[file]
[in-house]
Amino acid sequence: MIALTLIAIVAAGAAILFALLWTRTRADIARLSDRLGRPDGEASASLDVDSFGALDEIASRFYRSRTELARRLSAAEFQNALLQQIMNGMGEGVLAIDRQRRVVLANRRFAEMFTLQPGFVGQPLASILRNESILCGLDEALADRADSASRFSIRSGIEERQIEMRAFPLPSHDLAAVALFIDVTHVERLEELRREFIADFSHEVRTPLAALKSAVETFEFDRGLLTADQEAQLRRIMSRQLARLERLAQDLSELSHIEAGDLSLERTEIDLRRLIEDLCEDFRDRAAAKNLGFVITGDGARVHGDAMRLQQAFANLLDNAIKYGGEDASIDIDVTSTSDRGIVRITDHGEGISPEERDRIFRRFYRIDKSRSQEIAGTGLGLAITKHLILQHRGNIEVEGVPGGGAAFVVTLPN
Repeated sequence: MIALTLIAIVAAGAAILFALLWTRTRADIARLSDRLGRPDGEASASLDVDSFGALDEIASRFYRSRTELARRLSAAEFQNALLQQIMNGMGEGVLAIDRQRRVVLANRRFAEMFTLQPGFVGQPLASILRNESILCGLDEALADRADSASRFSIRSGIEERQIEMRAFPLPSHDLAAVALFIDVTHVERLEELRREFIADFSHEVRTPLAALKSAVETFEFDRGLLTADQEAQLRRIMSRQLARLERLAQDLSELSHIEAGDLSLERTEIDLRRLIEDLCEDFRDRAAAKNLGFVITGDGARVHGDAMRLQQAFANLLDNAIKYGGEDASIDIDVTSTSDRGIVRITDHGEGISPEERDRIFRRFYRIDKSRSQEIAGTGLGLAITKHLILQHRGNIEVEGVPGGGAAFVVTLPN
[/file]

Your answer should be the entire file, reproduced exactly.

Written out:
[in-house]
Amino acid sequence: MIALTLIAIVAAGAAILFALLWTRTRADIARLSDRLGRPDGEASASLDVDSFGALDEIASRFYRSRTELARRLSAAEFQNALLQQIMNGMGEGVLAIDRQRRVVLANRRFAEMFTLQPGFVGQPLASILRNESILCGLDEALADRADSASRFSIRSGIEERQIEMRAFPLPSHDLAAVALFIDVTHVERLEELRREFIADFSHEVRTPLAALKSAVETFEFDRGLLTADQEAQLRRIMSRQLARLERLAQDLSELSHIEAGDLSLERTEIDLRRLIEDLCEDFRDRAAAKNLGFVITGDGARVHGDAMRLQQAFANLLDNAIKYGGEDASIDIDVTSTSDRGIVRITDHGEGISPEERDRIFRRFYRIDKSRSQEIAGTGLGLAITKHLILQHRGNIEVEGVPGGGAAFVVTLPN
Repeated sequence: MIALTLIAIVAAGAAILFALLWTRTRADIARLSDRLGRPDGEASASLDVDSFGALDEIASRFYRSRTELARRLSAAEFQNALLQQIMNGMGEGVLAIDRQRRVVLANRRFAEMFTLQPGFVGQPLASILRNESILCGLDEALADRADSASRFSIRSGIEERQIEMRAFPLPSHDLAAVALFIDVTHVERLEELRREFIADFSHEVRTPLAALKSAVETFEFDRGLLTADQEAQLRRIMSRQLARLERLAQDLSELSHIEAGDLSLERTEIDLRRLIEDLCEDFRDRAAAKNLGFVITGDGARVHGDAMRLQQAFANLLDNAIKYGGEDASIDIDVTSTSDRGIVRITDHGEGISPEERDRIFRRFYRIDKSRSQEIAGTGLGLAITKHLILQHRGNIEVEGVPGGGAAFVVTLPN